Vibrations, Human Comfort, and Structural Monitoring: UNI 9916

UNI 9916 provides a guide to measurement methods, treatment, and evaluation of vibration data to assess their effects on buildings, particularly on structural elements and their integrity.

The frequency range considered varies from 0.1 to 150 Hz and includes natural excitations such as wind or earthquakes and anthropogenic excitations caused by human activities, such as traffic.

UNI 9916 classifies buildings into 14 categories, which include:

  • Residential and professional activity buildings;
  • Public buildings;
  • Buildings of historical value;
  • Light industrial structures similar to residential buildings.

The classification parameter is the structural resistance to vibrations and the tolerance to vibrations, which depend on the type of structure, foundations, and the type of soil on which they are built.

The type of structure is classified into two groups:

  • Group 1: Ancient and old buildings;
  • Group 2: Modern buildings.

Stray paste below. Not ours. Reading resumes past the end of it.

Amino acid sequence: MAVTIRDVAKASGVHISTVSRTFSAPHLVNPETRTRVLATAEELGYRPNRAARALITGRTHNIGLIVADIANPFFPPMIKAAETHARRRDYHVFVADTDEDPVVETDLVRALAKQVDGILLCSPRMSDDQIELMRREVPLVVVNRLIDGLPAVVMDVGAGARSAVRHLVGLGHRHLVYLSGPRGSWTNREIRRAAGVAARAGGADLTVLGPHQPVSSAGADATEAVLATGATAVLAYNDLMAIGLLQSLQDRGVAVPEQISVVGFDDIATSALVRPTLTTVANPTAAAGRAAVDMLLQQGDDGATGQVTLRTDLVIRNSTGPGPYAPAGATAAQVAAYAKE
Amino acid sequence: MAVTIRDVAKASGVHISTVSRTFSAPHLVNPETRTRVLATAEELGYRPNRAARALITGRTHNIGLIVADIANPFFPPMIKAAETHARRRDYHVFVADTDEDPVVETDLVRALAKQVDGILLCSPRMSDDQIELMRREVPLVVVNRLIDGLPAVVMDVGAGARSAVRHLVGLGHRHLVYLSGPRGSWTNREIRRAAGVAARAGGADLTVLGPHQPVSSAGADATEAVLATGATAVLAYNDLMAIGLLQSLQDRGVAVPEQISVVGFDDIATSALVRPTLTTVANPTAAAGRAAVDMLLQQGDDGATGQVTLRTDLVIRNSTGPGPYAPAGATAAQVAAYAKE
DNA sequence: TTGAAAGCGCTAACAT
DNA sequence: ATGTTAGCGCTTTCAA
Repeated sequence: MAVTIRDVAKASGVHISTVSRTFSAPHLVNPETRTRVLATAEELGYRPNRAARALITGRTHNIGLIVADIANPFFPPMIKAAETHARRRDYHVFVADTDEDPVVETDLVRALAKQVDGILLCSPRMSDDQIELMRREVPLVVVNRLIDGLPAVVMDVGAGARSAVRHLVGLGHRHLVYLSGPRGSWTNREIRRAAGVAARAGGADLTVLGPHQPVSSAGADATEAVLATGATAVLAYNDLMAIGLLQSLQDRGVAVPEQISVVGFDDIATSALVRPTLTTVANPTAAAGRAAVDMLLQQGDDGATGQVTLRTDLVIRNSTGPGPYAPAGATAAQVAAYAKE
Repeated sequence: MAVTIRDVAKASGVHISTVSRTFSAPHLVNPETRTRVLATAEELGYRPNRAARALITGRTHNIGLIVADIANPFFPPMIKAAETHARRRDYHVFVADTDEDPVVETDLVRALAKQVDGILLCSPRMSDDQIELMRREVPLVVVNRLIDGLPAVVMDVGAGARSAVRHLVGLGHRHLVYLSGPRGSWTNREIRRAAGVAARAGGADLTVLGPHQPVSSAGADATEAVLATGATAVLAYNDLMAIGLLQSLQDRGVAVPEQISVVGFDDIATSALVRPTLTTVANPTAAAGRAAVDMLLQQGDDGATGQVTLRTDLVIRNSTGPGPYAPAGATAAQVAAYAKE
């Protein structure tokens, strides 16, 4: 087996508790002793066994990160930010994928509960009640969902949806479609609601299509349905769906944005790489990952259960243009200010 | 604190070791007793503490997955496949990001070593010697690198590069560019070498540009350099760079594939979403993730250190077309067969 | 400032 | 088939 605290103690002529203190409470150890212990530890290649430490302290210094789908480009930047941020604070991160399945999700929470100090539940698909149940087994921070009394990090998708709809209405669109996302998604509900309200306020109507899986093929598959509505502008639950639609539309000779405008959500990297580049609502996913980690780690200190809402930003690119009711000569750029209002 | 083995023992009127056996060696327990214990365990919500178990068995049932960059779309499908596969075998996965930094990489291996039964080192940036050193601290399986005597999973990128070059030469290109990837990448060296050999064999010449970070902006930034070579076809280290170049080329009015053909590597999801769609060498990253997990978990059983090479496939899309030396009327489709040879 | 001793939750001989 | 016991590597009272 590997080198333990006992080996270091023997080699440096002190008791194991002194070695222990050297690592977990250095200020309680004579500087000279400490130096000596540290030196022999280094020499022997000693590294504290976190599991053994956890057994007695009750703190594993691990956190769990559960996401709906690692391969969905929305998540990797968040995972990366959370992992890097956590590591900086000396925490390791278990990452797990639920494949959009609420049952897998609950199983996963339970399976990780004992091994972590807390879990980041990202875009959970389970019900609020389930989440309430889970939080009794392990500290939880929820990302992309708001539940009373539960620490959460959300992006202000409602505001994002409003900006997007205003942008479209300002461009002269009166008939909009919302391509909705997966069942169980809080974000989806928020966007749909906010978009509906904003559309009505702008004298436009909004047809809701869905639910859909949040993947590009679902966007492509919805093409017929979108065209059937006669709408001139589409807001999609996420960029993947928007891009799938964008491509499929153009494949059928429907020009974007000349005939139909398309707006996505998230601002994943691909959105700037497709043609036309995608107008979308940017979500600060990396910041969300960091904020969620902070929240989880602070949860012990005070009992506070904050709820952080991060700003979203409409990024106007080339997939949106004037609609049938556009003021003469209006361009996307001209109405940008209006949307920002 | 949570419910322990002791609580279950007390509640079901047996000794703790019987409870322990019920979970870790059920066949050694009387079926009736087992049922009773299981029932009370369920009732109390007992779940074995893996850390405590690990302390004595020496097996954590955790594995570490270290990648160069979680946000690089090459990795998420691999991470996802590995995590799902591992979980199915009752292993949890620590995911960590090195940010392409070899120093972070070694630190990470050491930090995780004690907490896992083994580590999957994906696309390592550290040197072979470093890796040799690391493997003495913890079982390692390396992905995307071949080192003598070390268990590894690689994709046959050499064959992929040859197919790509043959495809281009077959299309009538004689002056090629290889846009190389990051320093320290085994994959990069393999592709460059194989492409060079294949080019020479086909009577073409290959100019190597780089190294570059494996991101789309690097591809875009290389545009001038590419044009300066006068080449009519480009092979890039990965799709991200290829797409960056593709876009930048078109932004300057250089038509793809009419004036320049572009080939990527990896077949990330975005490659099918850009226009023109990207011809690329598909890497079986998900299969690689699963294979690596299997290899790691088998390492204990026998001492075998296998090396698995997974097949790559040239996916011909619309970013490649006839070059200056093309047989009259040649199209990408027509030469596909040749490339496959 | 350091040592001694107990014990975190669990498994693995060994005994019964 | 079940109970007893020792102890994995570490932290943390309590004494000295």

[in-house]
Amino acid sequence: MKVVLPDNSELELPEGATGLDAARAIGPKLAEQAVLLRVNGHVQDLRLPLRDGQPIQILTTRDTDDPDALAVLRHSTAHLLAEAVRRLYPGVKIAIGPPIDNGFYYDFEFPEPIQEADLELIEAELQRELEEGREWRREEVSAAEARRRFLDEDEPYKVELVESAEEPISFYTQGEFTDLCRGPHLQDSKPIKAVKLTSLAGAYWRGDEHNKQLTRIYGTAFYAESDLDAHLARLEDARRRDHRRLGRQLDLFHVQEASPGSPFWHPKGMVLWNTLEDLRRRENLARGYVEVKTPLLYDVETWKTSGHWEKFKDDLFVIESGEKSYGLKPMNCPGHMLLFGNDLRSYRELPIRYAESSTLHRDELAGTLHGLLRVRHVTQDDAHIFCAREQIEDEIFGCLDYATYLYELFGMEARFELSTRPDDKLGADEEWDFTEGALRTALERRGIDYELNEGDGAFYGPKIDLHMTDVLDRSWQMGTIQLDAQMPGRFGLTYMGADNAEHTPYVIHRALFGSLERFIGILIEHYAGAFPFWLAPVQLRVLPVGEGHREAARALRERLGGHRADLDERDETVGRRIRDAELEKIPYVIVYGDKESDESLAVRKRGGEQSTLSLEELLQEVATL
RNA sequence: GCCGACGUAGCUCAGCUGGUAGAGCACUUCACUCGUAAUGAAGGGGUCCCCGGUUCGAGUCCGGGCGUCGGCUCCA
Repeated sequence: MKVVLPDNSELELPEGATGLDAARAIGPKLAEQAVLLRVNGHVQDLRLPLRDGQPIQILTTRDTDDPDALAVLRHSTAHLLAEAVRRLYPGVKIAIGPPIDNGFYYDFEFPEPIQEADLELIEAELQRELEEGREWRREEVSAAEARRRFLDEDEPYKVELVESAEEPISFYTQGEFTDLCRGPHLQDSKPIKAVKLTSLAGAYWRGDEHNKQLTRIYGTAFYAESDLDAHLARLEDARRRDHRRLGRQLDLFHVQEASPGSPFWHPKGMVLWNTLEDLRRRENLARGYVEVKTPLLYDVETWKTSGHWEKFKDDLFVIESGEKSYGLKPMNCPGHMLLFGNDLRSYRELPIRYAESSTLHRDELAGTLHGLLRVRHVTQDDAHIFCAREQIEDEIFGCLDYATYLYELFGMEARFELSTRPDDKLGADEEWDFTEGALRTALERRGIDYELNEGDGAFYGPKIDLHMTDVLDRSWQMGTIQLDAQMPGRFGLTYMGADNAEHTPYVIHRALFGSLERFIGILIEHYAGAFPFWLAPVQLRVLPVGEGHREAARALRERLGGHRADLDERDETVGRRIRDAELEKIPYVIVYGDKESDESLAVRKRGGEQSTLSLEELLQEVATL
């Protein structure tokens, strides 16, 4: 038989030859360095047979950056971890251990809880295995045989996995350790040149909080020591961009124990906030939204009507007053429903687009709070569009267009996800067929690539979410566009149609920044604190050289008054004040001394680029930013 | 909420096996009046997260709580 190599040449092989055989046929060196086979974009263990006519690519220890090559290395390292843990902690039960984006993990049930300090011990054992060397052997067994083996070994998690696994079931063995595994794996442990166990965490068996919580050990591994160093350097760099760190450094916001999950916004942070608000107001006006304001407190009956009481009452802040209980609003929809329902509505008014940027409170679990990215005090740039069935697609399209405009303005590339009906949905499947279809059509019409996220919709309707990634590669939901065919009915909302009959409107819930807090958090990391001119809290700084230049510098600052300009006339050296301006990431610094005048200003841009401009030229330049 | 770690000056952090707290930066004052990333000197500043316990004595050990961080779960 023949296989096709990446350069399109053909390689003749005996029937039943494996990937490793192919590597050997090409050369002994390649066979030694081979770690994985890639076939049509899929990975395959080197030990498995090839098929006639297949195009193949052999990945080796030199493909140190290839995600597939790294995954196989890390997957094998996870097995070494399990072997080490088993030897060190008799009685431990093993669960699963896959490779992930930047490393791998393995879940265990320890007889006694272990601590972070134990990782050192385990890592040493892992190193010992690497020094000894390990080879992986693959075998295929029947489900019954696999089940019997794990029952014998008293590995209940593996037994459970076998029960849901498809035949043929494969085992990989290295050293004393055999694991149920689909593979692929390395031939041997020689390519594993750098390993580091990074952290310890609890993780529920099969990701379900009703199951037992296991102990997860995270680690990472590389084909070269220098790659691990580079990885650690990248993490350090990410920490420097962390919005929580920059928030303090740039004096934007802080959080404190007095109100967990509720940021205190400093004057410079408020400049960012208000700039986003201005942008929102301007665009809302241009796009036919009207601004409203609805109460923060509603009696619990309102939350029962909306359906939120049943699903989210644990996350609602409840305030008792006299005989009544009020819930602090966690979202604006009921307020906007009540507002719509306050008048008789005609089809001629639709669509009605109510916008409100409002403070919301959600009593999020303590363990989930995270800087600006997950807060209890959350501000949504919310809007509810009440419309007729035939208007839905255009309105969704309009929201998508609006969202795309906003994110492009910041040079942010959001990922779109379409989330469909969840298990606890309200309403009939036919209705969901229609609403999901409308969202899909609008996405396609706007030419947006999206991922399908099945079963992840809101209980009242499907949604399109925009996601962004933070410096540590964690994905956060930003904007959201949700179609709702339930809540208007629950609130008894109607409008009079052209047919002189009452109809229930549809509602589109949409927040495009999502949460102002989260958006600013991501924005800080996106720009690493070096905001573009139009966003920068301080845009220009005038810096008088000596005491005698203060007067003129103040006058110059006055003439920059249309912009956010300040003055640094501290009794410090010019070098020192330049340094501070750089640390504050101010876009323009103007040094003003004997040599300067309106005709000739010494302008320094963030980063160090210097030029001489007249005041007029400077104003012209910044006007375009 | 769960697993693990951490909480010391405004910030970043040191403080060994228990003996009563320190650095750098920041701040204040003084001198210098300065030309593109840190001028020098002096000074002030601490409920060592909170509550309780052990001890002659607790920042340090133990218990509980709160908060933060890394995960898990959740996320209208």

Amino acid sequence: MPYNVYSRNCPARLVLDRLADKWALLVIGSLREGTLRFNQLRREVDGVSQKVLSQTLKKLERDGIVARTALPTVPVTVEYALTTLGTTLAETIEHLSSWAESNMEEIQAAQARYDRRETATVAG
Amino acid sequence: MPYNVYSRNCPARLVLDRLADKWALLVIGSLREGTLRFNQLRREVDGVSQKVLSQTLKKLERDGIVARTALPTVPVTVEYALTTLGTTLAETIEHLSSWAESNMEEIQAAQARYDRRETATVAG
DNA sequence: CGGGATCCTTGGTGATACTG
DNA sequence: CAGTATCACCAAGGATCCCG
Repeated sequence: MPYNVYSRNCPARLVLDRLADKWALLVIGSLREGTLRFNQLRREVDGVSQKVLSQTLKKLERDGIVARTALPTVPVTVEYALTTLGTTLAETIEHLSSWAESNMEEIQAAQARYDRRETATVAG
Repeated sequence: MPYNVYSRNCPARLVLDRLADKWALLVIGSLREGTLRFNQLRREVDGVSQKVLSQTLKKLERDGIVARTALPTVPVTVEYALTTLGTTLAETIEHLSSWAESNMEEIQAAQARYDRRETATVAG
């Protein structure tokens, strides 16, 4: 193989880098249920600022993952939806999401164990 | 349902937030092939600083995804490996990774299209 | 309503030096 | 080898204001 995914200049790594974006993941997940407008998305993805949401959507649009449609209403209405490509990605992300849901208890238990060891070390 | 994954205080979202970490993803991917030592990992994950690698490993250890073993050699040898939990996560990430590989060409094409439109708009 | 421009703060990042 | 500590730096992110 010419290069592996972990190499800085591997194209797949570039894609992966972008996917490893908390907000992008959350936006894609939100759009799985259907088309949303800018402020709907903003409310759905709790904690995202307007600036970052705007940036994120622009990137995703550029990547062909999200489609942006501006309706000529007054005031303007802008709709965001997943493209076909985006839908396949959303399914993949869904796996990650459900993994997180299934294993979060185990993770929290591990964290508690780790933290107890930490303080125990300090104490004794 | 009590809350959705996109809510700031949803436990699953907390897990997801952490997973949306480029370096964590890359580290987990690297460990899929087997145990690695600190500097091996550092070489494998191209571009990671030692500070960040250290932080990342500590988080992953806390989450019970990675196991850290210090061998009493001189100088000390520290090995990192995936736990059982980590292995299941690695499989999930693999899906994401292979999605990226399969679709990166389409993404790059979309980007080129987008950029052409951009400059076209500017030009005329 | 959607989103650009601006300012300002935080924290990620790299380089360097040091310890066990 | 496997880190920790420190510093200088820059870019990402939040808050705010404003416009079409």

Different structures are assigned a vibration resistance level ranging from 1 to 8, with higher levels indicating greater resistance to vibrations.

Foundations are classified into three classes:

  • Class A: Reinforced concrete and steel tied piles, rigid reinforced concrete raft foundations, interconnected wooden piles, and gravity retaining walls;
  • Class B: Untied reinforced concrete piles, continuous foundations, wooden piles and rafts;
  • Class C: Lightweight retaining walls, stone foundations, and absence of foundations with walls supported on the ground.

The soil is also classified into six types:

  • Type a: Solid rocks, non-fissured or slightly fissured, cemented sands;
  • Type b: Compacted soils with horizontal stratification;
  • Type c: Loose soils with horizontal stratification;
  • Type d: Sloping planes;
  • Type e: Granular materials, sands, and gravels;
  • Type f: Filling material.

UNI 9916 also includes criteria for the acceptability of vibration levels with reference to DIN 4150, which indicates the points at which detection should be carried out inside dwellings. These points are defined in the foundations, at the center of the floors, and on the highest floor compared to the perimeter wall.